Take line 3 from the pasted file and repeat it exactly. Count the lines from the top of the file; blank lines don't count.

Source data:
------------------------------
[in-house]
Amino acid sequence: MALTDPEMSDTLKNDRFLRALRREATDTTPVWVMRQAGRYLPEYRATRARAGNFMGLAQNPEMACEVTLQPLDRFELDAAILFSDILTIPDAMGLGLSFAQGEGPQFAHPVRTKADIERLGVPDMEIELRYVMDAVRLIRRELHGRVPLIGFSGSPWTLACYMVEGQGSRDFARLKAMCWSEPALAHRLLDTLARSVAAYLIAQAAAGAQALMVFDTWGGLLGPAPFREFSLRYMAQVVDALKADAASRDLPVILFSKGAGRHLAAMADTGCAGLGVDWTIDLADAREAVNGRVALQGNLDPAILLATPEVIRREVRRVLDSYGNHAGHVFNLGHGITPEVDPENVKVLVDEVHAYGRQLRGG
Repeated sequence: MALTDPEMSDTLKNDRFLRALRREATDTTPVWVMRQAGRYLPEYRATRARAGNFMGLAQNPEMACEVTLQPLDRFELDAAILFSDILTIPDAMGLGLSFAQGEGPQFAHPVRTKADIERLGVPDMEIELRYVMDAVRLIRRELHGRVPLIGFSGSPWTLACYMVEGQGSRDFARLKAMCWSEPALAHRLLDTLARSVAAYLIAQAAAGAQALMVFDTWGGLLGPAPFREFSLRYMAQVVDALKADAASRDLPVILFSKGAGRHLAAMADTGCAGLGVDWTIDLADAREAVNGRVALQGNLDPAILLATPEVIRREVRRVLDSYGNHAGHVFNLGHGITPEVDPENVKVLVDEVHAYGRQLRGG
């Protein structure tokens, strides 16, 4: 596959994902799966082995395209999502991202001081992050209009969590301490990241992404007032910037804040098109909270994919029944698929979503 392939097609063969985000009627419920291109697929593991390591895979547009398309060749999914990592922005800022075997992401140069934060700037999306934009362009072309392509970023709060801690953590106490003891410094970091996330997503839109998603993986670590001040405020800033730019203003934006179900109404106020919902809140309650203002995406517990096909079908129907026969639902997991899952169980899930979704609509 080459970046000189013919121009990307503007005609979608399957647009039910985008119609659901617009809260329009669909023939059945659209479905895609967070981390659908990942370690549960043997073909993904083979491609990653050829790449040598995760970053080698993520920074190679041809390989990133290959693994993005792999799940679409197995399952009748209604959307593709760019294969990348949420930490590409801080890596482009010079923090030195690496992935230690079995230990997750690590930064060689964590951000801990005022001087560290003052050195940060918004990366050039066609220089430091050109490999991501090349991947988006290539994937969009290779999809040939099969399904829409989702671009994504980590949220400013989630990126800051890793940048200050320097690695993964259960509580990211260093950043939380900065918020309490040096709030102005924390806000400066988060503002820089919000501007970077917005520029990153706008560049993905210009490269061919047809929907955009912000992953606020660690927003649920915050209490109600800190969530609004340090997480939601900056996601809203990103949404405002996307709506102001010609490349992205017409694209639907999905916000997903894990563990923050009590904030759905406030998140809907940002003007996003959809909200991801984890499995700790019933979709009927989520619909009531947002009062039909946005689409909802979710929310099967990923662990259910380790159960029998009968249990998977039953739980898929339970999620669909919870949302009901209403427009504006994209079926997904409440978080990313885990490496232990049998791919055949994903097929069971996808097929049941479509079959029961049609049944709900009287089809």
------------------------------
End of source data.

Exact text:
Repeated sequence: MALTDPEMSDTLKNDRFLRALRREATDTTPVWVMRQAGRYLPEYRATRARAGNFMGLAQNPEMACEVTLQPLDRFELDAAILFSDILTIPDAMGLGLSFAQGEGPQFAHPVRTKADIERLGVPDMEIELRYVMDAVRLIRRELHGRVPLIGFSGSPWTLACYMVEGQGSRDFARLKAMCWSEPALAHRLLDTLARSVAAYLIAQAAAGAQALMVFDTWGGLLGPAPFREFSLRYMAQVVDALKADAASRDLPVILFSKGAGRHLAAMADTGCAGLGVDWTIDLADAREAVNGRVALQGNLDPAILLATPEVIRREVRRVLDSYGNHAGHVFNLGHGITPEVDPENVKVLVDEVHAYGRQLRGG